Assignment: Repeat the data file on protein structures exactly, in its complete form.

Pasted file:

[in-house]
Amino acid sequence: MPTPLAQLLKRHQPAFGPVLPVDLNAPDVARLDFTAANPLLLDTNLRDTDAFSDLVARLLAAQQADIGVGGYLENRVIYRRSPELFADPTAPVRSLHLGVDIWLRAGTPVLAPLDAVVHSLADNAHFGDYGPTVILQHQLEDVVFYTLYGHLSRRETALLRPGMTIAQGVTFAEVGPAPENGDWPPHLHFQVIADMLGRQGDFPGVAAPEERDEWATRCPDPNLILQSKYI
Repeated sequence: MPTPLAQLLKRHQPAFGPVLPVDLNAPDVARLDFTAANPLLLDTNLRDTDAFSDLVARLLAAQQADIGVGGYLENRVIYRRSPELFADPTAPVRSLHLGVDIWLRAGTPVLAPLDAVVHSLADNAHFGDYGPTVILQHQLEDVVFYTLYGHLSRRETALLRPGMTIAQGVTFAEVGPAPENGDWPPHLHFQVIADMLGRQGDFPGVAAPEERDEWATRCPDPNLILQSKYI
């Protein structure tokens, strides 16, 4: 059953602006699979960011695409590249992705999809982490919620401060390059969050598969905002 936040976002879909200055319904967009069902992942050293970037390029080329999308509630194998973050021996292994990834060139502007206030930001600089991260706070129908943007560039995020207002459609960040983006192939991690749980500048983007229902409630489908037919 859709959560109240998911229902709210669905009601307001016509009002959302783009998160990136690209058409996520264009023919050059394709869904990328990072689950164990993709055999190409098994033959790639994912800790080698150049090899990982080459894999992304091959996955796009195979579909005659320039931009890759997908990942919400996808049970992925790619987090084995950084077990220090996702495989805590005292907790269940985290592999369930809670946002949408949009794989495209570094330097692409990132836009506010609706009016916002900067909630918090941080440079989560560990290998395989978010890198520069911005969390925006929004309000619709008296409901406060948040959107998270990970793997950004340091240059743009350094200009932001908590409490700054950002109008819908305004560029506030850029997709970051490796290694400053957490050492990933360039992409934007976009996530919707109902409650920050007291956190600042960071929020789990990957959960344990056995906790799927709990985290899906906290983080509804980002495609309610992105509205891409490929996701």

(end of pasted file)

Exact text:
[in-house]
Amino acid sequence: MPTPLAQLLKRHQPAFGPVLPVDLNAPDVARLDFTAANPLLLDTNLRDTDAFSDLVARLLAAQQADIGVGGYLENRVIYRRSPELFADPTAPVRSLHLGVDIWLRAGTPVLAPLDAVVHSLADNAHFGDYGPTVILQHQLEDVVFYTLYGHLSRRETALLRPGMTIAQGVTFAEVGPAPENGDWPPHLHFQVIADMLGRQGDFPGVAAPEERDEWATRCPDPNLILQSKYI
Repeated sequence: MPTPLAQLLKRHQPAFGPVLPVDLNAPDVARLDFTAANPLLLDTNLRDTDAFSDLVARLLAAQQADIGVGGYLENRVIYRRSPELFADPTAPVRSLHLGVDIWLRAGTPVLAPLDAVVHSLADNAHFGDYGPTVILQHQLEDVVFYTLYGHLSRRETALLRPGMTIAQGVTFAEVGPAPENGDWPPHLHFQVIADMLGRQGDFPGVAAPEERDEWATRCPDPNLILQSKYI
């Protein structure tokens, strides 16, 4: 059953602006699979960011695409590249992705999809982490919620401060390059969050598969905002 936040976002879909200055319904967009069902992942050293970037390029080329999308509630194998973050021996292994990834060139502007206030930001600089991260706070129908943007560039995020207002459609960040983006192939991690749980500048983007229902409630489908037919 859709959560109240998911229902709210669905009601307001016509009002959302783009998160990136690209058409996520264009023919050059394709869904990328990072689950164990993709055999190409098994033959790639994912800790080698150049090899990982080459894999992304091959996955796009195979579909005659320039931009890759997908990942919400996808049970992925790619987090084995950084077990220090996702495989805590005292907790269940985290592999369930809670946002949408949009794989495209570094330097692409990132836009506010609706009016916002900067909630918090941080440079989560560990290998395989978010890198520069911005969390925006929004309000619709008296409901406060948040959107998270990970793997950004340091240059743009350094200009932001908590409490700054950002109008819908305004560029506030850029997709970051490796290694400053957490050492990933360039992409934007976009996530919707109902409650920050007291956190600042960071929020789990990957959960344990056995906790799927709990985290899906906290983080509804980002495609309610992105509205891409490929996701």